With one of the highest participation figure in its history, 23 yachts, the 12th edition of the Gstaad Yacht Club Centenary Trophy, will be remembered for the breathtaking finale between US Charlie Ryan’s Spartan and P-Class Olympian, skippered by French icon Bruno Trouble.
Since its creation, the Gstaad Yacht Club Centenary Trophy is raced with a Pursuit Race format with staggered starts, that has proved extremely attractive for the sailors and the public alike over the years. Thanks to an especially created and constantly refined handicap system, the competitors cross the starting line according to their handicap, with the first boat to cross the finish line in front of Saint Tropez to be declared the winner. Given a weather forecast for light wind in the gulf, the Race Committee from the Société Nautique de Saint Tropez, co-organiser of the event, opted for Course 2, a 9 miles long coastal course with start and finish between the iconic Portalet Tower of Saint Tropez and a mark set just outside the gulf.
First boat to start was the tiny gaff cutter Jap (William Fife III 1897) with a crew led by Irish sailing legend Harold Cudmore, followed by Dainty (Westmacott 1922) and in turn by all the other 21 boats, according to their rating. Once again the three P Class, Olympian (William Gardner, 1913), Chips (Starling Burgess 1913) and Corinthian (Herreshoff 1905) offered a great show at the start, separated by just a few metres and at full speed on the line, as if they were modern racers.
Bigger and more powerful, and therefore with a higher rating, the three 15M, Tuiga (William Fife III 1909). Mariska (William Fife III 1908) and The Lady Anne (William Fife III 1912) went on to close the procedure.
In a light air of 5 to 6 knots, slowly but constantly building up to reach10 knots, the centenarians headed to the turning mark and smaller boats were overtaken by the bigger ones. On the leg back to Saint Tropez, the leading pack made of the the three P Class and the NY50 Spartan , was able to get the better of the conditions and quickly reach the area off the breakwater and the finish line. In an incredibly close fought finale, it was American flagged Spartan to claim the first place, her second win after the 2016 edition, with Olympian coming in second, and Chips in third. All in all it took the winners slightly over one hour and a half to cover the distance, not bad at all for a century old boats. Docking in, an elated Charlie Ryan, owner of Spartan declared: “Feels amazing. This is one of my favourite races ever. For the pursuit format, for the fact that the boats are required to be 100 years old, the fact that every year there are new entries, like Barbara this year. It’s cool, it’s very cool. Also we don’t get often the chance of racing with the other centenarian boats, because we’re in different classes. Also you get to fight against some incredibly good and talented sailors. We just love it.” Ryan also thanked his crew for their outstanding performance today: “We were 19 on board today and we are a very multicultural crew, but we’re all corinthian, some friends come over just for this wonderful regatta and we have fun being together. The wind was very shifty at the end so we had to adjust and change gear constantly. Tactics were also tricky, you needed to stay away of bad air, but I guess the real secret was hard work.”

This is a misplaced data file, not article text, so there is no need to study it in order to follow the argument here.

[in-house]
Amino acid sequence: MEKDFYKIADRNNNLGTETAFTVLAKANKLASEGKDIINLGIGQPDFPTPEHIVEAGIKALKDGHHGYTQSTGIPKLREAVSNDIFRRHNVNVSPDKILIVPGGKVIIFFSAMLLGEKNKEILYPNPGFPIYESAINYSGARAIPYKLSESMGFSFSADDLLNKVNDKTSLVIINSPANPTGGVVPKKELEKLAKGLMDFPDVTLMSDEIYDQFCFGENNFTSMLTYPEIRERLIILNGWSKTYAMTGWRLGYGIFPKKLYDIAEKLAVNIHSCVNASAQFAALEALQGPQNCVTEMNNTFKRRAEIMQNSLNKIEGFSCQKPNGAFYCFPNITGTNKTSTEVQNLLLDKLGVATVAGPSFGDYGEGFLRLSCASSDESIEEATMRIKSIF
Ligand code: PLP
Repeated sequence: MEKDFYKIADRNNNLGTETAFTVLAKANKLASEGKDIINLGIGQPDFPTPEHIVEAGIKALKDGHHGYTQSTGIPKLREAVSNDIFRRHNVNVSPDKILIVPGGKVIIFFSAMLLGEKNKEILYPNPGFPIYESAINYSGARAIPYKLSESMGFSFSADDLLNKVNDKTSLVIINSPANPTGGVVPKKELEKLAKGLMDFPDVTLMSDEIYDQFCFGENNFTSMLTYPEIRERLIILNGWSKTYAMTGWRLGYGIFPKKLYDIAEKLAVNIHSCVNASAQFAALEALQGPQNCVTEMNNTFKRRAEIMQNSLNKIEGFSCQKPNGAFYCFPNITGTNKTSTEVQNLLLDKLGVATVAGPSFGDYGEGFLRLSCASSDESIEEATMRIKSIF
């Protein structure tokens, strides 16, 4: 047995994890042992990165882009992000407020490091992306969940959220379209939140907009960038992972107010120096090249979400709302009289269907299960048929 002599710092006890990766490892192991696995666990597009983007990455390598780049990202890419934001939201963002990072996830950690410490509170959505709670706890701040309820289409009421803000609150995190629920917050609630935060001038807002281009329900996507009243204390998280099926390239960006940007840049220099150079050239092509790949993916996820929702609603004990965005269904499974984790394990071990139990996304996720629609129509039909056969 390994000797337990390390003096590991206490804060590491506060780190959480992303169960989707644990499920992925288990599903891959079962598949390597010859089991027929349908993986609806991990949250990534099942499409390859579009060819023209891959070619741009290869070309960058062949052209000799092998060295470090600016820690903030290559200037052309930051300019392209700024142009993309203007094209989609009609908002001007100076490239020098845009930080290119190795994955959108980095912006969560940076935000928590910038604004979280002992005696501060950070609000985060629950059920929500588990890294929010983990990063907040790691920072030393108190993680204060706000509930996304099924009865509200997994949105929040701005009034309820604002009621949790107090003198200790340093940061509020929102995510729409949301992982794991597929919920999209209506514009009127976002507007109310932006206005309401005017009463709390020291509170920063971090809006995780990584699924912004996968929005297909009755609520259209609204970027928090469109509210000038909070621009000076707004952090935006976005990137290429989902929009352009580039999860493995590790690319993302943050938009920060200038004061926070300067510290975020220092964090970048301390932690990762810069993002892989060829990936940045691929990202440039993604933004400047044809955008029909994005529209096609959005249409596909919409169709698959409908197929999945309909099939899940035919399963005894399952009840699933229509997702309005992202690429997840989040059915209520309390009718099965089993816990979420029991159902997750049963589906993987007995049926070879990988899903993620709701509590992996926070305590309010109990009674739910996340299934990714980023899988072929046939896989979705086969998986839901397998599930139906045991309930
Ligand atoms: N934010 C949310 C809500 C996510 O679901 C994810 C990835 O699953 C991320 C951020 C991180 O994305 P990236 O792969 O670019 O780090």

Bruno Troublé skipper of Olympian, despite having missed the opportunity of an historic fourth victory, payed tribute to his competitors ability to keep the pressure up until the finish: ”The Gstaad Yacht Club Centenary Trophy remains a great regatta because it's often played out close to the finish line and it's often the same boats. Two years ago, we managed to avoid Spartan overtaking us 100 metres from the line and this year, just 100 metres from the line, we were still ahead of them and they managed to overtake us. It's a really exciting race and we're really pleased! Well done to the Gstaad Yacht Club.”
Daniel Heine, the Club’s sailing officer and an experienced sailor himself, who participated to five editions of the Trophy said: “Every year it seems it can’t get better and every year it gets better! The number and quality of the boats we had are amazing and the level of the competition was incredible. It’s always nice to welcome new friends and to see old friends come back and we, at the Club, want to thank them all. I hope everyone enjoyed the racing as much as my crew on Silhouette and I did and that next year we will see another exceptional edition of the Centenary Trophy.” The Trophy, handed over every year is also over centenarian, having been created by Wakely and Wheeler of London in 1911, that is exactly 100 years before the first edition of the regatta.
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